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SELECTBIO Conferences Academic Screening Workshop

Academic Screening Workshop Poster Presentations

Poster Presentations

Human induced pluripotent stem cell derived tissue cells as a relevant model for phenotypic screening
Blake Anson, Product Manager, Cellular Dynamics International

Human induced pluripotent stem cell (hiPSC)-derived tissue cells offer limitless quantities of highly pure and functional terminal cell types for a variety of basic and applied research efforts. By providing unprecedented access to human biology in easy to handle industrial quantities, hiPSC-tissue cells uniquely enable large-scale investigations and make phenotypic screening with functionally relevant human-sourced material a reality. Cellular Dynamics International has developed a robust manufacturing process that produces pure human tissue cells at rates greater than 0.5 to 1x109/day to enable large-scale screens. This presentation will focus on the industrialization and use of iCell® Cardiomyocytes and Neurons. Their potential for use as a biologically relevant source material will be established by presenting data demonstrating the functional recapitulation of in-vivo physiology. Their utility in phenotypic screening paradigms will be will be demonstrated with data showing how these tissue cells are being engineered to express relevant reporters as well as how they are being used on a variety of higher throughput screening platforms to screen against endogenous cellular processes.

Label-free phenotypic screening using real-time cellular analysis
Jeffrey Irelan, Director, ACEA Biosciences

The xCELLigence Real-Time Cellular Analysis (RTCA) System is a label-free platform for dynamic monitoring of cellular phenotypic responses. Cells are seeded onto plates containing biosensors that allow for precise measurement of changes in electrical impedance correlating to changes in cell morphology, attachment, and proliferation. Most disease-relevant pathways couple to one or more of these phenotypes, thus allowing for evaluation of endogenously expressed targets in a therapeutically relevant cellular context. The 384-well RTCA HT System was evaluated in screens for modulators of receptor tyrosine kinase mediated signaling as well as G-coupled protein receptors. First, a small scale proof of concept “duplex” screen (for both agonists and antagonists) was performed on cells expressing, a Gi – coupled GPCR in either the endogenous or recombinant expression context, resulting in identification of both known and novel modulators of this receptor. “Oncogene addiction” is the dependence of cancer cells on a single oncogenic pathway (often driven by aberrant RTK function) for sustained proliferation and/or survival. A large scale screen using RTCA on an addicted cell line was performed, leading to identification and development of a novel inhibitor of the “driver” RTK. The benefits and challenges of phenotypic screening on the RTCA system will be discussed.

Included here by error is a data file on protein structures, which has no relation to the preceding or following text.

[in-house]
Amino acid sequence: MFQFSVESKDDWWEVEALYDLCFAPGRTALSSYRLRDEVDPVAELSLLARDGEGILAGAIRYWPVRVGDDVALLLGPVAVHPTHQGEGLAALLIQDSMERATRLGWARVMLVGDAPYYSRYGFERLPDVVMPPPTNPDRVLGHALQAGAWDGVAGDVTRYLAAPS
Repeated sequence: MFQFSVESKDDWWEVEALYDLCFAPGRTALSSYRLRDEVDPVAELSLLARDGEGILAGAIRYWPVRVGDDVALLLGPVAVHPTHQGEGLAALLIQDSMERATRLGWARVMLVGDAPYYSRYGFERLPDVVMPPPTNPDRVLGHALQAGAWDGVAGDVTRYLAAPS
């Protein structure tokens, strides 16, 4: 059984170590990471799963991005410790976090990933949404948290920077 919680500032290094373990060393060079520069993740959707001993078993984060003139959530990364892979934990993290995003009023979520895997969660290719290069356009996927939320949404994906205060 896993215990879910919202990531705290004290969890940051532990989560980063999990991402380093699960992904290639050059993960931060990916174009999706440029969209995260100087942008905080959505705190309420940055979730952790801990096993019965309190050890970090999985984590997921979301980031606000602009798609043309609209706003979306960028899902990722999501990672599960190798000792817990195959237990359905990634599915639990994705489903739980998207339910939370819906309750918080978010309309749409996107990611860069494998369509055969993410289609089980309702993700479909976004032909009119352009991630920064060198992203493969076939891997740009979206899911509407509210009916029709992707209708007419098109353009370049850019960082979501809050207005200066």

Random Homozygous Gene Perturbation (RHGP) as a Tool for Drug Target Discovery and Validation
Wu-Bo Li, Director, Functional Genetics, Inc.

Random homozygous gene perturbation (RHGP) can identify any host gene that causes a desired phenotype. The central feature of RHGP is a gene search vector (GSV) designed to interrogate the entire genome and identify target genes that cause the phenotype of interest. The GSV that contains an inducible promoter is transduced into a target cell population. Transduction results in random integrations of the GSV into the genome of the target cells. In the presence of inducer, the GSV promoter is activated and triggers the transcription of the RNA extending into the host genome sequence flanking the GSV. RHGP can sample every gene in a cell for both over expression and loss of expression and provides an efficient, robust and high-throughput means to improve target discovery using a function first approach. With the RHGP approach, Functional Genetics has identified the host target genes involved in pathogenesis of cancer metastasis and drug resistance, Alzheimer’s disease, and viral infections. The first infectious disease therapeutic developed with RHGP technology is now in clinic trial. Two additional infectious disease therapeutics will be entering preclinical development shortly.